There is a lot of Nefertiti and Akhenaten at Ay's tomb, but not so much Mutnodjemet.
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PostPosted: Fri Jun 10, 2016 7:25 pm    Post subject: Re: Ay and Nefertiti Reply with quote

Jim Stinehart wrote:
Katherine Griffis-Greenberg wrote: “Interesting to note: Thuya - who was Tiye's mother, mentions only Tiye as her daughter and the high-priest Aanen as her son. Ay is NOT mentioned as the son of Yuya and Thuya, and for this reason, his association with the family is (if any) a further removed link in the family. So, no - Ay was NOT Akhenaten's blood uncle nor was he Tiye's brother (Davis 2000 (1908)). Schaden (1977), who literally wrote the main work on Ay, also doubted that Yuya and Ay were related, as I recall.”

O.K. But before we analyze Thuya and Queen Tiye, I would like first to establish that Ay likely is not the biological father of Nefertiti. <snip>


That's nice, because I know of few experts in the field who think Ay was Nefertiti's father. It's a misstatement to say that those in Egyptology believe such a thing.
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PostPosted: Fri Jun 10, 2016 8:32 pm    Post subject: Ay and Nefertiti Reply with quote

evarelap:

You wrote: “Please explain what you mean by ‘great prominence’ of Mutnodjemet at Ay's tomb in Amarna. …There is a lot of Nefertiti and Akhenaten at Ay's tomb, but not so much Mutnodjemet.”

1. I believe that Mutnodjmet/Mutbenret is more prominent in Ay’s Amarna tomb than in any other such tomb or anywhere else.

2. Per http://www.osirisnet.net/tombes/amarna/ay_amarna/e_ay_amarna_01.htm:
On the north wall of the entrance corridor: “Still distinguishable in the upper register is the queen's sister, princess Mutnedjemet (or Mutbeneret, depending on the reading of the vertical sign, 'ndm' or 'bnr'), accompanied by her two dwarfs and courtiers. The dwarfs, who can also be found with her on the west wall of the tomb, have names which, according to Norman de Garis Davies, may have been chosen in jest : the first, a woman according to the determinative of the name, is designated as "the vizier of the queen, Erneheh", the second, a man, is "the vizier of his mother, Para".”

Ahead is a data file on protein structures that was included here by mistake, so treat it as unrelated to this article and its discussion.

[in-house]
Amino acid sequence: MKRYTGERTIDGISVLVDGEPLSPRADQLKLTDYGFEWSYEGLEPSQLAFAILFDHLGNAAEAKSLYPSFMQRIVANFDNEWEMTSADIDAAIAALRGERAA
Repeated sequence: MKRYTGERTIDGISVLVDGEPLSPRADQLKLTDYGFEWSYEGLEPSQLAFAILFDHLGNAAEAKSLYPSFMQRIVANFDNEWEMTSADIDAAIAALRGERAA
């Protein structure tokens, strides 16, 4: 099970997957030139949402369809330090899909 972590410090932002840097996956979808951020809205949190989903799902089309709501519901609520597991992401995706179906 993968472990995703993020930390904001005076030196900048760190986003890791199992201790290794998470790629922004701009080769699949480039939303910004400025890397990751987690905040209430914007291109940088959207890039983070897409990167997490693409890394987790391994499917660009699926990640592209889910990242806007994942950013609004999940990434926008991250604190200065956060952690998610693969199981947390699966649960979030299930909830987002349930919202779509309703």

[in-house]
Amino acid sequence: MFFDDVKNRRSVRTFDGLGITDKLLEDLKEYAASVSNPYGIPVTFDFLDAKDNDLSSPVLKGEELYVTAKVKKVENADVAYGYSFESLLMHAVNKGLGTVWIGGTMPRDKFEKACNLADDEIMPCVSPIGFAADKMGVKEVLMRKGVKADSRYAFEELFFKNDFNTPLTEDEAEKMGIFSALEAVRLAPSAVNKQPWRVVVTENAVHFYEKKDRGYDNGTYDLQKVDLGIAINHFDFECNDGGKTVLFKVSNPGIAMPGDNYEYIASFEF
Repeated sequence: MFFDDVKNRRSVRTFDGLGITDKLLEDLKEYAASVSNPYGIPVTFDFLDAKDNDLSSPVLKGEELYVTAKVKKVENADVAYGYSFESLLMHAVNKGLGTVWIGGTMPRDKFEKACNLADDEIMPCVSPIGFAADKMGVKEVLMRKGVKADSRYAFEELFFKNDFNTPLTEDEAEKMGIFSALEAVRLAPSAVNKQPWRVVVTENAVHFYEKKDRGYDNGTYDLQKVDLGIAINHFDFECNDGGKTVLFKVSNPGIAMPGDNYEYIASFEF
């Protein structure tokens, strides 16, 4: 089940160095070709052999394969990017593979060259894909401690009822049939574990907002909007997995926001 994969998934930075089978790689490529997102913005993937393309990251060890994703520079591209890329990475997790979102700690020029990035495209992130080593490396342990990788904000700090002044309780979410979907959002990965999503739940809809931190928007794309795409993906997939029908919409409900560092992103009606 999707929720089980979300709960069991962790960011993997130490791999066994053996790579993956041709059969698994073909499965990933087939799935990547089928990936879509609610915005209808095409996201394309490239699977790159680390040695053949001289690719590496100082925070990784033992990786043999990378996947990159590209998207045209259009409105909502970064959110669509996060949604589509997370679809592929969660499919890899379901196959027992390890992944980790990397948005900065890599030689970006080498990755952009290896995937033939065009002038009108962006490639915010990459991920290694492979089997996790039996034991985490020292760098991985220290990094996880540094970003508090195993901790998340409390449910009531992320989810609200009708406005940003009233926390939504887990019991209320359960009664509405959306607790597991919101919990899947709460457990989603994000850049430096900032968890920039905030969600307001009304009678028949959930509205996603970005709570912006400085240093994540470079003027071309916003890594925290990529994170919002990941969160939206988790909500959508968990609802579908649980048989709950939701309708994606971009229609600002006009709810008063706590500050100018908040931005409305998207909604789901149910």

So on two different walls of Ay’s tomb at Amarna (the north wall and the west wall), we not only see Mutnodjmet/Mutbenret, but also her dwarfs. That’s what I meant by “great prominence”.

Yes, as with every nobleman’s tomb at Amarna, Akhenaten and Nefertiti dominate the iconography of Ay’s tomb. But what’s different about Ay’s tomb is the fact that on two different walls, we see Mutnodjmet/Mutbenret and her dwarfs.

3. Mutnodjmet/Mutbenret is depicted in six tombs at Amarna, so she must have been important to the royal family. (As noted above, most of the nobles’ tombs focus most of their attention on the royal family, as opposed to the noble himself, so Mutnodjmet/Mutbenret must have been important to Akhenaten and Nefertiti.)

Mutnodjmet/Mutbenret is sometimes referred to as “The Sister of the King's Chief Wife”, once in the phrase: “Mutnodjmet, may she live like Re forever, sister of the King's Great Wife, Nefernefruaten-Nefertiti”. That means that Nefertiti (and Akhenaten) must have considered Mutnodjmet/Mutbenret to be Nefertiti’s “sister”. But that likely means that Nefertiti and Mutnodjmet/Mutbenret merely grew up in the same family, not that they were related by blood, for the following reasons: